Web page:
The purpose of educators is to aid their students as they develop as their own individuals. Only through education can individuals grow to become the best version of themselves, in and out of the classroom. It is crucial for educators to be aware of the many different learners in the world, so teachers are prepared for any exceptional student that enters their classroom. That is why it is so important to educate oneself on the many exceptionalities and circumstances students are facing. Encompassed within the 13 disabilities identified in the Individuals with Disabilities Education Act (IDEA, 1975), are sub categories of many additional exceptionalities. It is a lot of information, and it can be very overwhelming for anyone, not just teachers, to know each one. By bringing exposure to the many exceptionalities, teachers, parents, and students can potentially feel less overwhelmed.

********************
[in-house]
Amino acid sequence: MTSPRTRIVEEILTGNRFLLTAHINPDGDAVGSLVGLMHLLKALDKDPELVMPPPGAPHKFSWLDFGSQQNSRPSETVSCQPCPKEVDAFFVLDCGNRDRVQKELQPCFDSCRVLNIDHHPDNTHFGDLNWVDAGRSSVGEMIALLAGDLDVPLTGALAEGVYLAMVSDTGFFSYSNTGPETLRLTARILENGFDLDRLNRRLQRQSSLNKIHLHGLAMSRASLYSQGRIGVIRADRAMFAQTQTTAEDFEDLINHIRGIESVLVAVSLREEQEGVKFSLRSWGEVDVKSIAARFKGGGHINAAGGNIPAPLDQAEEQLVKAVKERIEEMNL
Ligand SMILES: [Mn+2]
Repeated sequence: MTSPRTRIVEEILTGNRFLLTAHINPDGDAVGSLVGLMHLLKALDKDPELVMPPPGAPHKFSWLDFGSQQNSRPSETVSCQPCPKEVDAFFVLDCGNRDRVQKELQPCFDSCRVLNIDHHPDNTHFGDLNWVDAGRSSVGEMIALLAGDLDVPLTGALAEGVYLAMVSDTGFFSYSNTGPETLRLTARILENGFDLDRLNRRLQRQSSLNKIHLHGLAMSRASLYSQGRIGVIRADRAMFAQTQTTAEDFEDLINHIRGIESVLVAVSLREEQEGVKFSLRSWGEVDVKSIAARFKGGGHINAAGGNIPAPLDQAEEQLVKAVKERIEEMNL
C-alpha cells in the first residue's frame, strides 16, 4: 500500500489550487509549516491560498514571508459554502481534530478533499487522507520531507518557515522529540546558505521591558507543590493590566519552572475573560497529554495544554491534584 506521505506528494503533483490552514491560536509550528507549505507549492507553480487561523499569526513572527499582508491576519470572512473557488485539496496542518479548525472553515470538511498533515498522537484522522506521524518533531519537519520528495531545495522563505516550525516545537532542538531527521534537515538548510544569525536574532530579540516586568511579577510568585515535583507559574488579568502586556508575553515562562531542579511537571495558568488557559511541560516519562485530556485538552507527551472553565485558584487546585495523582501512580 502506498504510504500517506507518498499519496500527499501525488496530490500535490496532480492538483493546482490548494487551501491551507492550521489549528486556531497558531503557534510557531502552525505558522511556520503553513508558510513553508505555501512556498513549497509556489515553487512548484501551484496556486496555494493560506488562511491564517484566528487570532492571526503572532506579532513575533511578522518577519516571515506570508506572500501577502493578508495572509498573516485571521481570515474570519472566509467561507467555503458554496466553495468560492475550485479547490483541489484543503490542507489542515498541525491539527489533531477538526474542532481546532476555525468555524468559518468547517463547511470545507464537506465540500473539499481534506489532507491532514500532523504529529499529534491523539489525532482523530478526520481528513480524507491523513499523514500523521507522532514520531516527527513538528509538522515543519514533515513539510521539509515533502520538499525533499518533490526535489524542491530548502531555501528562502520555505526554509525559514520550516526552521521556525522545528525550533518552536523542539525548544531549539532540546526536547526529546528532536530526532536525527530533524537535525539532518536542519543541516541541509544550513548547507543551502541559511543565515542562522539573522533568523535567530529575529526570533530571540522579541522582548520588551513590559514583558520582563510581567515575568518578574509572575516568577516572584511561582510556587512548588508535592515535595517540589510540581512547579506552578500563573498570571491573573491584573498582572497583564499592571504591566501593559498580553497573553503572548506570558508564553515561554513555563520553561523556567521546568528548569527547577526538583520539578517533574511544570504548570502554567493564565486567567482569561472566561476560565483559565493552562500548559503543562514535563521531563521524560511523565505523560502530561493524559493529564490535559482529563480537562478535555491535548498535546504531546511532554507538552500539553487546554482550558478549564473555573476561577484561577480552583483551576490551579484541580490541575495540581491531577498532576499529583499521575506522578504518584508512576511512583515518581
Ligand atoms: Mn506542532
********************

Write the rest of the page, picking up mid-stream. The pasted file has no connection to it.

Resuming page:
By creating a resource guide for at least one exceptionality, help is being given to those who need it. For this research, the exceptionality of focus is Expressive Aphasia, also known as Broca's aphasia. Expressive Aphasia is not an exceptionality commonly spoken of outside of those involved in this study and those afflicted with this unique form of aphasia. Which This highlights the purpose of this thesis, to examine research/studies and form a resource guide for teachers and parents to learn about Expressive Aphasia. The resource guide will provide information about the history of Expressive Aphasia, offer definitions, suggest strategies, and introduce resources that can help educators, parents, and students better understand this type of aphasia. Everyone needs help, and what better way to help teachers and parents than to give them tools to effectively aid students in their educational journey.
Roberts, Sherron Killingsworth
Bachelor of Science (B.S.)
College of Community Innovation and Education
School of Teaching, Learning, and Leadership
Orlando (Main) Campus
Velez Diaz, Lexie Anne, "An Exploration of Research and Resources Related to Aphasia: Creating a Resource Guide" (2018). Honors in the Major Theses. 445.